Milking The Metaphors is my new literary and theological project.  It is an exploration of faith through association with the world we experience.  My hope is to express my thoughts in a presentation that is both accessible and relevant.  Perhaps through these words readers can find inspiration to express their own faith, in whatever form that may take.

Where I Am Coming From

My thread of faith tends to fall in the lane of emergent Christianity.  In general, emerging faith tends to be more inclusive and less dogmatic than some of its spiritual kin.  To prepare you, my views might be a little different from those of other Christians you see on television, those who evangelize on the street corners, and those who meet in normal churches on a sunday morning…and I like it that way.  Diversity is the spice of life, so I’m trying to do my part in bringing that different voice to my own religion.

Why Symbolism?

I love what symbolism brings to a spiritual conversation.  If used properly it can be a verbal painting with nested meanings and interpretations.  It can have social and personal implications.  Symbolism can open our mind to think in ways we had never considered before.  In culture and religion, symbolism has been widely used as an expression of faith.  Faith is hope and belief in the unseen and the intangible, but we still need a way for it to be real in our lives.  It has long been a part of our faith tradition, from earliest manuscripts to modern practices.

From the beginning of the Judeo-Christian tradition metaphor has been the primary means of communicating faith.  Consider the garden of Eden in all its natural beauty and harmony.  Consider the different trees, the man, the woman, the snake…and of course the fruit.  All of these are amazing representations of spiritual concepts.  These will likely be discussed in a future post on this blog.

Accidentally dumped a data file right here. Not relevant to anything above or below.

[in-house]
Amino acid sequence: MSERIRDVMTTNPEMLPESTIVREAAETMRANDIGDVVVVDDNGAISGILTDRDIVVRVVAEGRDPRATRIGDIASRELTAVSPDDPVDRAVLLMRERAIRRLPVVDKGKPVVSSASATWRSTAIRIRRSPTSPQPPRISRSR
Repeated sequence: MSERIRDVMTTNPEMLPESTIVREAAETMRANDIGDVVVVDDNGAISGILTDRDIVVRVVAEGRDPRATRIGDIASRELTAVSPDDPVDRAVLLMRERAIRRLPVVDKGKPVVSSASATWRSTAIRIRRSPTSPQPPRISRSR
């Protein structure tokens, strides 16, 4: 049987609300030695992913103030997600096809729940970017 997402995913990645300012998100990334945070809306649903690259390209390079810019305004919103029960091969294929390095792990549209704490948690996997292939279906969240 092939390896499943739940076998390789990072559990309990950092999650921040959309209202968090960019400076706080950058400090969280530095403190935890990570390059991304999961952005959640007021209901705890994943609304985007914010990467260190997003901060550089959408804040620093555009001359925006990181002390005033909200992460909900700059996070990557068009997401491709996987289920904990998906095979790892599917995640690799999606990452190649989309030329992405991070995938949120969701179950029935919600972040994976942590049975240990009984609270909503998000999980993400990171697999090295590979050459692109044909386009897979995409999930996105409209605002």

Sidetrack –>  I feel like the message of stories like the Garden of Eden may get a bit lost when some more literal readers take ownership of them.  The goal of this story, in my opinion, isn’t to teach us that talking snakes existed.  The goal of the story isn’t to teach us that all our problems and struggles can be traced back to a single couple’s consumption of an apple (or pomegranate).  It isn’t to teach us that Adam, a literal frist human, was made out of some dirt, it isn’t to teach us that a real woman, Eve, was made from Adam’s rib.    All of those things mean something within the context of the allegory…but we miss the point of the allegory of we don’t acknowledge it as such.  Not only that but we look quite foolish to non-believers when we speak as if allegory is literal fact.

Back on track –> From the Christian tradition, I put significant value on Jesus’ methods of teaching.  Jesus spoke in metaphor consistently when he was speaking of spiritual concepts.  Around 50 parables are recording in the 4 gospels.  Each are brilliantly descriptive and have amazing depth.  Many I’m sure more than one will be discussed here.  As a person who attempts to follow the ways of Jesus, what better way to pay homage than to have the same kind of conversations…so that’s what I will attempt to do here.

Please keep in mind that when we use symbolism interpretations will abound.  This can be a wonderful occurrence, as long as we acknowledge that before we get into discussions on which is the more beneficial interpretation.  As such, no post on this blog will be written with the intent that it be viewed as the one and only valid interpretation.  My intent in this context is not to present a scholarly argument for any position.  Symbolism and interpretation do not lend themselves easily to such discussions.  Please take this into consideration when offering criticisms in comments.  We can have debates on a more scholarly level in the comments, but such a shift in approach should be clearly indicated.

Finally, these kinds of topics are better discussed in community rather than in monologue.  As such I full heartedly request your thoughtful responses and encourage readers to follow the dialogue each topic brings.

Hope you enjoy!


One response to “About

  1. Philip Scriber

    July 18, 2012 at 10:58 pm

    Hello! Mike Morrell and I really appreciate your blog, and think you’d be an excellent candidate for our Speakeasy Blogger Network. Do you like to review off-the-beaten path faith, spirituality, and culture books? Speakeasy puts interesting books in your hands at no charge to you. You only get books when you request them, and it’s free to join. Sign up here, if you’d like:

    You’re not on any contact lists, I promise; if you don’t respond, that’s it, and the invitation is open as long as you’re actively blogging. Hope you join us!


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